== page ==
Saturday qualifying was far from any of the weather we had on the Friday, it was wet and miserable, and all cars started the session where using the intermediate tyre. They both thrive in the wet, Ricciardo went out to set a lap and managed to go fastest, but the track was getting faster and faster. Ricciardo unfortunately halfway through Q1 stopped, resulting a series of engine penalties, Verstappen starts 5th.
A clean start for the Red Bull boys, Verstappen kept 5th place whilst Ricciardo closed up the field, avoiding the contact earlier on from the Toro Rosso collision. Ricciardo lap by lap moved up the field, eventually finishing an amazing 5th from great pit stop speed and skill from Christian Horner on the pit wall. Verstappen finished 4th, the punctures that Ferrari got did make Red Bull play itself with Verstappen to pit too, rather than risk it for the podium. First time in a while that the team has double points, Verstappen scores points for the first time in a long time.
Driver Points: Verstappen 55 – Ricciardo 117
Hungary, Budapest
Budapest is one of these tracks on the F1 calendar much like Monaco and Singapore is where you need downforce and run high wings. Red Bull as a resultlook strong this weekend, much closer to the front four drivers. Their race pace on the tyreswere close, if not on certain lengths, better than Mercedes. They locked out the 3rd row of the grid, only 9 hundreths behind Hamilton, Ferrari were 0.5 secs ahead of the team.
Lights out on the Sunday in perfect clear skies, Ricciardo got the better start than Verstappen for a change, and they both attacked Mercedes into turn 1, Ricciardo edged Verstappen on the outside into turn 2, drama though as a lock up from Verstappen resulted in the two Bulls hitting each other! Severe damage to Ricciardo’s car unfortunately resulted in an early retirement but Verstappen continued, he received a 10 second penalty as a a result of the contact. Verstappen left it late to pit, was matching the likes of Vettel and Hamilton on their fresh rubber. He pit and then was on fire, closing the two Mercedes, who managed to swap on the last lap, but couldn’t take advantage, so 5th place for him.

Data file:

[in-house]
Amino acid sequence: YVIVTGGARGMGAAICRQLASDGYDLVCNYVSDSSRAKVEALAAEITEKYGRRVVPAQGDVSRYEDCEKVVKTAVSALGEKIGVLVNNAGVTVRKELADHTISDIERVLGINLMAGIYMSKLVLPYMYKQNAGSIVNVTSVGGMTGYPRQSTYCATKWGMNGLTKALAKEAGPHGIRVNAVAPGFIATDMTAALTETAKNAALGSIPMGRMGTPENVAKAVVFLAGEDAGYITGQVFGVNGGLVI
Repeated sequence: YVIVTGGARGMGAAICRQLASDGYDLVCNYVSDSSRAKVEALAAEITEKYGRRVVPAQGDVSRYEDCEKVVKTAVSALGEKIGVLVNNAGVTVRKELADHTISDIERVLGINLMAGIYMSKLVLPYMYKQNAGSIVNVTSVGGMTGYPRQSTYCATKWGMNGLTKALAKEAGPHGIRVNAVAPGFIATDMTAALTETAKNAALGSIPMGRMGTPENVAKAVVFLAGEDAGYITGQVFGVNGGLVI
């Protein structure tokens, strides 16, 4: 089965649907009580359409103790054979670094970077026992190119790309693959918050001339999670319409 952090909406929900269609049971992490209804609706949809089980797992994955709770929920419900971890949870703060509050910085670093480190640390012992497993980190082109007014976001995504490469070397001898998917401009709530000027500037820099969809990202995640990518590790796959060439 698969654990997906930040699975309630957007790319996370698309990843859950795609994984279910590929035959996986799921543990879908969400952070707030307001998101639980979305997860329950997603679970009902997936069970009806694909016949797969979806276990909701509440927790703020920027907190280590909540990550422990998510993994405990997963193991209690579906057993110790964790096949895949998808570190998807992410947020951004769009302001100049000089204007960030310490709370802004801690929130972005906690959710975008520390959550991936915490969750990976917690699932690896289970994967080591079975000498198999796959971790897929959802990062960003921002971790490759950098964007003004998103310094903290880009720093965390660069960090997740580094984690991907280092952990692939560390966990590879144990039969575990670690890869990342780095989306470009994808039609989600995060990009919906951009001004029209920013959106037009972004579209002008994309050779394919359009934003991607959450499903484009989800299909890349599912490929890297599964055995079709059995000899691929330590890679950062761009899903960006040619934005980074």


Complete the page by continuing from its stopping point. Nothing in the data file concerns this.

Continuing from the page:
Raikonnen finished 2nd, so caught up to Ricciardo, he is now only 1 point behind the Austrailian, Red Bull currently 83 points ahead of nearest team Force India.
Driver Points: Verstappen 65 – Ricciardo 117
Hungaroring, Budapest, Hungary.
Sunday 30 July 2017.
World Copyright: Andy Hone/LAT Images
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Belgium, Spa
The legendary Spa-Francorchamps, the track that most drivers love and feel to be their favourite, from the formidable Eau Rouge, and flat out corners of Pouhon and Blanchimont. Blanchimont is famous for Verstappen’s outside manoeuvre in previous seasons. Red Bull seemed to take a bit more wing of the car than most to balance their less power down the straight, but still manage to produce enough downforce through the middle sector. Verstappen out qualified Ricciardo, both on the 3rd row of the grid, close to beating Raikonnen, missing out by a tenth.
This is the closest Verstappen will get to a home Grand Prix and the crowds were in bright orange, orange for Holland. He started off well, as like Ricciardo both keeping their positions. The Kemmel Straight was were overtaking could of been done via slipstream, Vettel couldn’t get passed Hamilton and no one could pass Red Bull cars. Once more down the Kemmel Straight was when the next action happened, heart break for Verstappen as his car came to a stuttering halt. He was furious, but held it back and waved to the fans saying better luck next time. It did bring out a virtual safety car, and Raikonnen failed to lift which as a result he received a penalty which helped Ricciardo jump him in the pits.